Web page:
Au contraire. Hutton said it's all the BBC's fault. And I think there's some hope now that the BBC can be overhauled, because it's been wildly anti-American, wildly anti-Iraq war, wildly anti-Bush, anti-Blair.

It is the most important news organization in the entire world. But it's been influenced by lefties. There is some chance now that it can be changed completely and wind up being fair and balanced.

KONDRACKE: How much of a chance would you give it, about that much?

BARNES: Something like that, yes.

KONDRACKE: Not, not much. Look, all I can say about the Hutton report is, thank God ... that Tony Blair, who was our one staunch ally in Europe, survived this whole thing. Now, there's another lesson of the Hutton commission report, and it's a lesson for President Bush.

Tony Blair agreed to this independent outside investigation when he got into trouble. Absolutely, George Bush should agree to a Hutton-style commission for WMD in the United States.

BARNES: Mort, you're getting a little obsessive here. But I'm used to it. OK.

UP: Medicare -- Specifically What's Up -- Its Cost

The new Medicare (search) overhaul bill enacted just last month will cost one-third more than previously estimated. The Bush administration originally said the cost would be $400 billion, but on Thursday revised that number upward to $540 billion. I got a feeling it's going to go higher.

KONDRACKE: Well, both conservative Republicans, your pals, and the Democrats are...

BARNES: Your pals.

KONDRACKE: ... furious about these, these ... these new findings ... the conservative Republicans because they don't like the money, they don't like government spending, and the, the Democrats, because seniors do not get any benefit out of this bill until 2006.

But in the meantime, like, right away, HMOs get money, Fortune 500 companies get money to keep their retirees on welfare and on, I mean, on Medicare ... on health care, and...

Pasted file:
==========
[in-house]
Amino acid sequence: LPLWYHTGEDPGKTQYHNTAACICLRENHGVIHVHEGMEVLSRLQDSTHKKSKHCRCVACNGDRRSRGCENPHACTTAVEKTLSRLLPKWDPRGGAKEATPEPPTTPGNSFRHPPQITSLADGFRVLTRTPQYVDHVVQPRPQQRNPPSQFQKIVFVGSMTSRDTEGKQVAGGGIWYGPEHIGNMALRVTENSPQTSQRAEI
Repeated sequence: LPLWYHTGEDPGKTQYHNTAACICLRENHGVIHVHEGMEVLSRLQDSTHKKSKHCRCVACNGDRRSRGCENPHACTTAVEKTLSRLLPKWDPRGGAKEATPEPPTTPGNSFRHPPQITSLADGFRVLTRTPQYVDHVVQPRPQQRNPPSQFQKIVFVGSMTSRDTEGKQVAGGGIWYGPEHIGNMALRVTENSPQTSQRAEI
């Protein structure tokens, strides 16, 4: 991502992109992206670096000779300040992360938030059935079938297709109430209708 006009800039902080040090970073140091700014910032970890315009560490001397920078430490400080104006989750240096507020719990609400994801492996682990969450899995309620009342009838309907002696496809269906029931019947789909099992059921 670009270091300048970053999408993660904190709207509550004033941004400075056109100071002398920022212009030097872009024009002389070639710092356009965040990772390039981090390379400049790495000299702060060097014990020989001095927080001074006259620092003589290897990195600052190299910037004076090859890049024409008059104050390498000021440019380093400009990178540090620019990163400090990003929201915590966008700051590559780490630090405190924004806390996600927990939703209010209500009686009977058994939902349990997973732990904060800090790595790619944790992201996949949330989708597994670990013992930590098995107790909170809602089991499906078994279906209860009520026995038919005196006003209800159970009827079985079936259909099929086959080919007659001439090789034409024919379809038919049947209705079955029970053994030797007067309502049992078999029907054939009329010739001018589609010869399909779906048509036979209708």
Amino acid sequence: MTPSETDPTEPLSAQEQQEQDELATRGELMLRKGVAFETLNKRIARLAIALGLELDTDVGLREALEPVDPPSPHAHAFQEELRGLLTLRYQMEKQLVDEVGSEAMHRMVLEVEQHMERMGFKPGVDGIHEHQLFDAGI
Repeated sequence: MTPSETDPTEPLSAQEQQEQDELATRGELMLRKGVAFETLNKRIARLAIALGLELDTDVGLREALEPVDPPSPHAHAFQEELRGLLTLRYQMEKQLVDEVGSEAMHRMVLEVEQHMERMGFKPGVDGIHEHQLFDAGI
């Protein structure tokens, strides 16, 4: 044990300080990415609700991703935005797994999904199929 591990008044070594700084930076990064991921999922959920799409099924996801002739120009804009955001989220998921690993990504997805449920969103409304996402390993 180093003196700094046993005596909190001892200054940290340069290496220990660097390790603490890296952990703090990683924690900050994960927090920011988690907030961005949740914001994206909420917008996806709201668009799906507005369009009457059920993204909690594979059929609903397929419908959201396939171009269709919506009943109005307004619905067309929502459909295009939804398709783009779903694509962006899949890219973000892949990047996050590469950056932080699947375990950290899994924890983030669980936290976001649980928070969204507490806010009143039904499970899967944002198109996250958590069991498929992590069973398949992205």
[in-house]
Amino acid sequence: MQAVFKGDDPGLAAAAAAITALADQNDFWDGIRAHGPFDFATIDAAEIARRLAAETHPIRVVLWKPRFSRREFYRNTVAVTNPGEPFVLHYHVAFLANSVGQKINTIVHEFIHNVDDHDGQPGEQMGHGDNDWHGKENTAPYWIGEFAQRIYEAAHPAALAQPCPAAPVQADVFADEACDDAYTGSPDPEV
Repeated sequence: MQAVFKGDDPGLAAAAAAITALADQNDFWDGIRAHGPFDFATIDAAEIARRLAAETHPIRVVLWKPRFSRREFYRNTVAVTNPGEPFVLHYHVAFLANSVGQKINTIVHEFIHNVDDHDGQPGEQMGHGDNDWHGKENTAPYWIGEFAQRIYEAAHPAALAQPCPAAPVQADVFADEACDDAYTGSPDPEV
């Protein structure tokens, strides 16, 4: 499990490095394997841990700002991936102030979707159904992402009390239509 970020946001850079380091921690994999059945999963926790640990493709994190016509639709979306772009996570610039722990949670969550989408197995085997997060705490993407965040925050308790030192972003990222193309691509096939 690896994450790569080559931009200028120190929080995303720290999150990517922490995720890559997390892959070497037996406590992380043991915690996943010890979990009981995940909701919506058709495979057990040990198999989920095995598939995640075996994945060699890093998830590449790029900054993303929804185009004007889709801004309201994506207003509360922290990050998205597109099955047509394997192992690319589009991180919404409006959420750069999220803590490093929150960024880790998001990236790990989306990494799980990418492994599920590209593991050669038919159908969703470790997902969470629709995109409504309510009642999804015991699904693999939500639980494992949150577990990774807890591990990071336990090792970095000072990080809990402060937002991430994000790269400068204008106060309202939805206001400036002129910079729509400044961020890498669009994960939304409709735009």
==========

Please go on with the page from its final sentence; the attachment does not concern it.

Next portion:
KONDRACKE: ... and the drug companies get benefited too. Now, in 2005, what is going ... to happen? After the election's going to happen ... a bold Republican Congress and President Bush are going to whack the daylights out of the Medicare system. They're going to ... they're going to cut back on doctors, on hospitals ... and they're going to try to privatize the system Gingrich-style ... and seniors are going to suffer from it.

BARNES: Yes, Mort, I don't think seniors are going to suffer. I hope and pray for that, what you're predicting for 2005. I don't expect it.

You were wrong about conservative Republicans. They don't oppose spending. They oppose excessive and unnecessary spending, which we see on this Medicare bill.

Most seniors, you've heard me say this many times, do not need a prescription drug benefit. Why not, when the budget is already so large for now, just have it means-tested so only those who need it, the poor, who truly cannot afford prescription drugs, and they're not, and that's a probably less than 25 percent of seniors, just apply it to them? Why not do that? Why have this extravagant ... universal ...

KONDRACKE: ... I would, I would, I would...

BARNES: ... system that's not necessary?

KONDRACKE: ... I would favor that, but I oppose cutting doctors, hospitals, and other providers, because they, they are providing care to other people. And, and I agree with ...

BARNES: ... save doctors ... and all those people, all right.